• Gazette 2.0

Continual awareness is key to suicide prevention


-Mental Health-


If you know someone who may be at a higher risk of being affected, there are some signs to watch out for. Suicidal ideation can present in the form of talking about death more than usual, decreasing social contact, withdrawing from pleasurable activities and partaking in risky behavior.

There’s a lot of anxiety swirling around in the country. It’s not hard to see why; COVID is still the ever-present threat affecting jobs and businesses.


Schools are back in session, with some reverting to online only. Some parents have been forced to stay home while their children attend virtual school.


On top of all that, all of the negative stories circulating through media and social media sources are bound to add to one’s bleak outlook on life.


Sept. 6 - 12 is National Suicide Prevention Week and Sept. 10 is World Suicide Prevention Day. Awareness is extremely important in order to protect at-risk individuals, especially during these times. There have been several cases of people committing suicide due to the impact of current affairs; and that’s just the cases where there was a known motive.


With everything that’s going on, it’s not hard to see why anxiety, depression and suicide rates could be going up. According to a study conducted by Oxford Academic, the pandemic has shown to have adverse psychological effects on people. This includes increased anxiety, stress, depression and substance abuse amongst others. All of these are associated with a higher risk of suicidal behavior.


This is especially true for people who were already struggling with mental health issues pre-COVID. Another study done earlier in China looked at the response to COVID-19 in the general population. A staggering 53.8% of people ranked the impact of the virus as having a moderate to severe impact on their psychological well being.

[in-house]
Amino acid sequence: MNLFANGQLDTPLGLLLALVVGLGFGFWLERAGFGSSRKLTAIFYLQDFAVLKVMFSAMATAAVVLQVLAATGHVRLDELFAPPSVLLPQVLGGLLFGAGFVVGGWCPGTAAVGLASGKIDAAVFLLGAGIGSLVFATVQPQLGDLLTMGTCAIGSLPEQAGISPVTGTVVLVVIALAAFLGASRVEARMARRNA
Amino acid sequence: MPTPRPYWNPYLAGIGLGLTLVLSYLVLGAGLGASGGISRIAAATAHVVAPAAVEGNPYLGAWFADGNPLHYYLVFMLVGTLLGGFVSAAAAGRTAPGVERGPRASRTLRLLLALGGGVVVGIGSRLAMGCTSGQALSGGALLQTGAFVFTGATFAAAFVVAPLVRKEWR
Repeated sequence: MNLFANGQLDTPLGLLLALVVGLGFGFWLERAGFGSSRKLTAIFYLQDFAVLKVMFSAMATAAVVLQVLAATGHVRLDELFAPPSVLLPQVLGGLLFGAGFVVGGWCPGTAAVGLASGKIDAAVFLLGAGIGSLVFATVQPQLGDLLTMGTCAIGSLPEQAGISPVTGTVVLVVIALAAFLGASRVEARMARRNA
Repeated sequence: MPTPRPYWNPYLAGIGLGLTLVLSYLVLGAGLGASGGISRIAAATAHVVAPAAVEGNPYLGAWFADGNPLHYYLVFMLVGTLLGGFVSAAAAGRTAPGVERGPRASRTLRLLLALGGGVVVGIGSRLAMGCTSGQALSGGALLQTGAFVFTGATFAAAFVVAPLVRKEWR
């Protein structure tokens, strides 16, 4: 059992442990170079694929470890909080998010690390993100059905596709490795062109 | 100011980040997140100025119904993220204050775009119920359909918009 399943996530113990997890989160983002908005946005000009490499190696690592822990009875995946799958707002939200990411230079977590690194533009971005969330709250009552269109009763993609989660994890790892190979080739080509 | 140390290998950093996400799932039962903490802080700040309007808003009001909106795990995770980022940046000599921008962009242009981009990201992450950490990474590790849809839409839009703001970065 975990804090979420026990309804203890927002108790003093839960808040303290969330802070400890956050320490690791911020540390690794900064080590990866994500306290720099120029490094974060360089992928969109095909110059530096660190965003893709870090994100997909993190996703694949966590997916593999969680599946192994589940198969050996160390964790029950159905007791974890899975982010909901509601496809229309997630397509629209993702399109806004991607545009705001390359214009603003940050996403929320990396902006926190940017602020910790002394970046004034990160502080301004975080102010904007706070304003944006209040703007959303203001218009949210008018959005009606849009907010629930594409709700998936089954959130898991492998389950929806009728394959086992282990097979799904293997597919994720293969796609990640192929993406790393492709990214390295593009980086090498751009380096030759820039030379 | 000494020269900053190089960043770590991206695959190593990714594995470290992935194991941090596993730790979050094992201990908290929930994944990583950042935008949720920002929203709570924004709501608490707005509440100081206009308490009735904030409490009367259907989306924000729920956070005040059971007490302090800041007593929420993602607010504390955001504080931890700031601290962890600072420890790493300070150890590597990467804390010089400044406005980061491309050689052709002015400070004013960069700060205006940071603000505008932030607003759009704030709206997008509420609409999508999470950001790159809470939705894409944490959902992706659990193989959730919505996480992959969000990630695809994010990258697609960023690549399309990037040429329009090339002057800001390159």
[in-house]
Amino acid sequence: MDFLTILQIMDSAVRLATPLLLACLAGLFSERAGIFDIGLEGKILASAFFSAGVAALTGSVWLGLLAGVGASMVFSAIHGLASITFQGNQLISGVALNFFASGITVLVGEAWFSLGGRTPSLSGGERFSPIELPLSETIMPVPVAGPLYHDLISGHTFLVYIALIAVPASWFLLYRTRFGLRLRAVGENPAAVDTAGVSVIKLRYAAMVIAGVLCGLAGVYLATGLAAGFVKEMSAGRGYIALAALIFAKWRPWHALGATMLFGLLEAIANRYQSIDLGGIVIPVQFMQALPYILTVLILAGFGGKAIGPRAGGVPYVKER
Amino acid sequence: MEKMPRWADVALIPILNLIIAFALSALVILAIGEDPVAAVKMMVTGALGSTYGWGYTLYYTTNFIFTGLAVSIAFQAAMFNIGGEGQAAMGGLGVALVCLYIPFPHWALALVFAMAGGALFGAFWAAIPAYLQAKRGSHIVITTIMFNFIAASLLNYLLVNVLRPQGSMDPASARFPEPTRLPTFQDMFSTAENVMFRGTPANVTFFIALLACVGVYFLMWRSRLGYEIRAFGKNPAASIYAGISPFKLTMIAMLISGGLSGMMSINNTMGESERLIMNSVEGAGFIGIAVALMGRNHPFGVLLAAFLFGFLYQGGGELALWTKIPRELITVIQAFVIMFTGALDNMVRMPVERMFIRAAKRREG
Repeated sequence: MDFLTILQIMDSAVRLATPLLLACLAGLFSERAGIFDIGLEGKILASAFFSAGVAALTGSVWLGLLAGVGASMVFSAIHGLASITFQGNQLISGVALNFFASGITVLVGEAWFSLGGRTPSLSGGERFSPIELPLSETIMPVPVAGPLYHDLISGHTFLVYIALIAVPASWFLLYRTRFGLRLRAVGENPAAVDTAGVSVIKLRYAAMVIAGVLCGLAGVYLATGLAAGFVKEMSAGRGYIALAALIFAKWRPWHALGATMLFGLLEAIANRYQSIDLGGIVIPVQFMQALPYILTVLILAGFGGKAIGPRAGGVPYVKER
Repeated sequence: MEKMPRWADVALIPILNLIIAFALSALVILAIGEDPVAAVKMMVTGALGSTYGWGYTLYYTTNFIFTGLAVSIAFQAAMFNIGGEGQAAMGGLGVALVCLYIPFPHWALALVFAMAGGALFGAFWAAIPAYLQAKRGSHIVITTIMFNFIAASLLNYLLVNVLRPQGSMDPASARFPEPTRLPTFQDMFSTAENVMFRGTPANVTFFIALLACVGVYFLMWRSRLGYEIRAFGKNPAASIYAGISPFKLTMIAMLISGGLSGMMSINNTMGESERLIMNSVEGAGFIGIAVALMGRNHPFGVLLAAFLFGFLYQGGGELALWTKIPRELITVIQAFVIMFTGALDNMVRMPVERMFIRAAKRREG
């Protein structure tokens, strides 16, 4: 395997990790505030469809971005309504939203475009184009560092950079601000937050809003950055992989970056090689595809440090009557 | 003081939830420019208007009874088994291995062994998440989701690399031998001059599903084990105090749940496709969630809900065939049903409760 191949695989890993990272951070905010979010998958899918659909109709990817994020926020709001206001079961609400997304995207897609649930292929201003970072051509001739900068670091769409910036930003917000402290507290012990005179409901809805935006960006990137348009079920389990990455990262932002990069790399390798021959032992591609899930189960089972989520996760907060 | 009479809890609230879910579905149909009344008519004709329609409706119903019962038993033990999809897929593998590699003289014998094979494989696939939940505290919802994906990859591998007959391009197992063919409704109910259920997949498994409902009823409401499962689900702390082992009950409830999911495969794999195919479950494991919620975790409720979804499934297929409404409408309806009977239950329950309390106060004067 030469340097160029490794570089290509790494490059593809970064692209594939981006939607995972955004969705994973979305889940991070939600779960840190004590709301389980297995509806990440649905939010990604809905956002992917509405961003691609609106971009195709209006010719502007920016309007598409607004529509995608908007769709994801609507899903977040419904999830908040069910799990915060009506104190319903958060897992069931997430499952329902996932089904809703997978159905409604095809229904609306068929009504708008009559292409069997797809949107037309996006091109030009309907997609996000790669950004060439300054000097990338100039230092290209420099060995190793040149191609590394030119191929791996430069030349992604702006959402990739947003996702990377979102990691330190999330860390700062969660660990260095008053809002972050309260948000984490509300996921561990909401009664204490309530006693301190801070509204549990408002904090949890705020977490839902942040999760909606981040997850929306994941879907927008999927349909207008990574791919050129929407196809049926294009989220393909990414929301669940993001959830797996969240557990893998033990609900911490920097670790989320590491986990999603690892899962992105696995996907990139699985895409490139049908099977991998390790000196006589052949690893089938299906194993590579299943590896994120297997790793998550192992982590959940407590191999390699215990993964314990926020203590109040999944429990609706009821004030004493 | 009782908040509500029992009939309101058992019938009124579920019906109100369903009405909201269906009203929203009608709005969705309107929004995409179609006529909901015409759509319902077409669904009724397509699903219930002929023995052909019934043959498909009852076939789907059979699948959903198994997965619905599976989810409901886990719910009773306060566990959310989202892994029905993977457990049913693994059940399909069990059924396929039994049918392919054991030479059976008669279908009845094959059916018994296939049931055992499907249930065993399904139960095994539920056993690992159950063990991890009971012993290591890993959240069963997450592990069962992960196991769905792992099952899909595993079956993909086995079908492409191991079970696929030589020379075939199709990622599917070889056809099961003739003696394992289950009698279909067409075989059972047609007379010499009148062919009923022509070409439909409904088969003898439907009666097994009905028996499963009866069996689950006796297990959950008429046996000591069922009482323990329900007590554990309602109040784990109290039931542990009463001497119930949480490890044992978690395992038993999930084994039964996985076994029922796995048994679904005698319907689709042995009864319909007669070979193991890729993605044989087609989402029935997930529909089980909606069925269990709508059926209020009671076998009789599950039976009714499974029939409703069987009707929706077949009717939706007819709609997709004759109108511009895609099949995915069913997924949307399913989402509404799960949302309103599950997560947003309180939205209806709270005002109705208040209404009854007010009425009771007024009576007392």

Healthcare professionals, who are especially vulnerable, had a reported 50.4% rate of depression.


Some of the contributing factors to suicide include social isolation, fear of getting sick, economic difficulties and chronic stress.


As mentioned before, there’s also panic-inducing news and social media coverage that adds to this stress.


More general risk factors could also be tied to a traumatic situation, grief or substance abuse.


If you know someone who may be at a higher risk of being affected, there are some signs to watch out for. Suicidal ideation can present in the form of talking about death more than usual, decreasing social contact, withdrawing from pleasurable activities and partaking in risky behavior.


It’s crucial to take steps to mitigate these feelings if you feel you are at risk. Keeping a journal can be helpful as can finding ways to relieve stress. It’s also important to seek professional help as soon as you notice depressive symptoms.


Though the times might still be difficult, there is hope.


For more information on suicide prevention, go to suicidepreventionlifeline.org.

5 views

Subscribe to Our Newsletter

  • White Facebook Icon
  • Instagram

© 2020 by The Gazette 2.0